4. Strain through cheesecloth into a sealable container
  5. Label and date your oil and place it in the fridge. 

Ingredients to enhance the flavor and effects of cannabis

As you continue to experiment with strains and ingredients, you’ll find that cooking with cannabis opens a whole world of flavor potential. By adding certain ingredients like chocolate, spices, or fruit you can influence both the effects and the taste of your edibles. 

  • Chocolate: if you want to mask the flavor of the weed, chocolate is your best friend. Additionally, using chocolate with a high-fat content, like milk or white chocolate, can increase the potency of your edibles. 
  • Herbs: Think garlic, onion, and cinnamon. Anything with a strong flavor will add depth to the dish.
  • Fats: The higher the fat content of your recipe, the more potent and fast acting it will be. If you want to create edibles with a less distinct weed taste, use cannabutter or cannaoil’s with a higher concentration of THC. This way you can use less cannabis-flavored butter without sacrificing potency. 

Cannabis-infused appetizers

Thin Mint Girl Scout Cookie, Peppermint Kush, Platinum Girl Scout Cookie

These strains are refreshing with notes of peppermint. The light flavor profile is perfect for kicking off the dinner party. 

  • Bruschetta
  • Fresh Fruit Skewers
  • Cucumber bites

Pineapple Chunk, G13, Super Silver Haze

These strains of weed have a flavor that is often described as woody or piny. Because they are pungent, they can be a great addition to elevating an appetizer. 

  • Meatballs
  • Savory Cheese dip
  • Bacon-wrapped dates

Cannabis-infused entrees

Afghan Kush, GSC, and Bubba Kush

Entrees are generally heavier and richer. Choosing one of these strains adds notes of earthiness to any pasta or stew dish.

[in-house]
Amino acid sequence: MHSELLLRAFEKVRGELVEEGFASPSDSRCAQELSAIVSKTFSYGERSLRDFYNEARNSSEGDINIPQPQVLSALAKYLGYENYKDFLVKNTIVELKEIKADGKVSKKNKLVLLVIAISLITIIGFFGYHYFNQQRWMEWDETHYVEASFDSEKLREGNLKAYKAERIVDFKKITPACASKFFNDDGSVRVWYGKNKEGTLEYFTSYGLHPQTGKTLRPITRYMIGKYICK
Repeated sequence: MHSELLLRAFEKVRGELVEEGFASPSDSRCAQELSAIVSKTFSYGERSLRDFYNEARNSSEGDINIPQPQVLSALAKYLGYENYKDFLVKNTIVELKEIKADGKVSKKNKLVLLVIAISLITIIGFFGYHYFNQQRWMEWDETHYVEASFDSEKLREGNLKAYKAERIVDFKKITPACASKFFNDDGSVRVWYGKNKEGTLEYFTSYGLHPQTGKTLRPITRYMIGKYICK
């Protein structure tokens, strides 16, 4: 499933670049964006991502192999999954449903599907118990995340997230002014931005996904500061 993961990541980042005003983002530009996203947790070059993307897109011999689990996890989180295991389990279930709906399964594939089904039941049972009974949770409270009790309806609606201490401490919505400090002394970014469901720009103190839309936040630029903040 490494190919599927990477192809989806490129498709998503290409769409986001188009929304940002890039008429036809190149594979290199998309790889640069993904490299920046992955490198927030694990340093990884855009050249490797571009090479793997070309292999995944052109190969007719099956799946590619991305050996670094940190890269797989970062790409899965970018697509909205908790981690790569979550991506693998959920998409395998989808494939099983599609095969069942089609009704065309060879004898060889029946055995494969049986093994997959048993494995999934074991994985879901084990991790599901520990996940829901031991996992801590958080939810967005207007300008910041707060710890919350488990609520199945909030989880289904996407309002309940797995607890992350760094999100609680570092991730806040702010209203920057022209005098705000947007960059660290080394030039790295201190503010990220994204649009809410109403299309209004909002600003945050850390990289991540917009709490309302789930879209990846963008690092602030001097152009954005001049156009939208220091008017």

• Slow-cooked stews
  • meaty pasta dishes
  • Roasted Vegetables

White Widow, Jack Herer, Northern Lights

These strains have a spicy flavor profile and can be a delightful twist to any dish that calls for a little kick. 

  • Thai curry
  • Szechuan beef
  • Pasta Bolognese 

Cannabis-infused desserts

Sour Diesel, OG Kush, Chemdawg

Diesel may not be your first thought when it comes to flavor profiles you’d want in your dessert; however, these tangy profiles can work to brighten up a tart dessert.

  • Lemon Bars
  • Grapefruit granita
  • Key Lime Pie

Lemon Haze, Tangie, Orange Crush

These citrusy, sweet strains are uplifting and energizing. They work well if you are looking for a way to lighten up a rich dessert.

  • Cheesecake
  • Lemon cupcakes
  • Chocolate truffles

Tips for dosing and safety considerations when cooking with cannabis

We all know the story. Your friend offers you a homemade edible brownie. You eat half and the next thing you know you’re exploring the astroplane from your friend’s couch. 

All of this to say: Dosing matters. Here are a few tips to help you hit the mark when cooking with cannabis:

  1. Start small, you can always add more
  2. Use a calculator to determine dosage per serving. 
  3. Use a thermometer to avoid overheating your cannabis. This will cause it to lose potency
  4. Use quality cannabis. The quality, percent THC and percent CBD will impact the potency of your edibles
  5. Stir it well to ensure that each serving contains a consistent amount
  6. Label your edibles. You don’t want anyone (especially kids) accidentally getting high because they thought those were normal cookies on your counter

Jake from Cannabis Sensei finds it imperative that “If you have kids or pets, it’s incredibly important to label your edibles and the dosage to prevent any mix-ups or overconsumption. In that same vein, be sure to clean your utensils thoroughly to prevent cross-contamination.”

Expert insights and advice for cooking with cannabis

Cooking with cannabis can be difficult. But, like all things, practice makes perfect. Follow these tips when cooking with cannabis to help you achieve your desired effect on the first try. 

Using too high a temperature

Don’t let your cannabis hang out above 365°F as that can degrade the THC and render it inactive. Having a thermometer on hand and staying in the safe zone of 340°F can help prevent this costly mistake. 

Add your butter or oil last

In the same vein, don’t start cooking with your cannabutter or oil until the end. The high temperatures required to sautee veggies can strip the THC. Instead, add it at the end when you’re almost finished cooking. 

Always mix thoroughly

Accuracy is important to enjoy what you’re cooking. It can also become a safety hazard. Ensure that you’re mixing all of your ingredients well to distribute the THC evenly.

More Stories
Medicinal vs. Recreational uses of Cannabis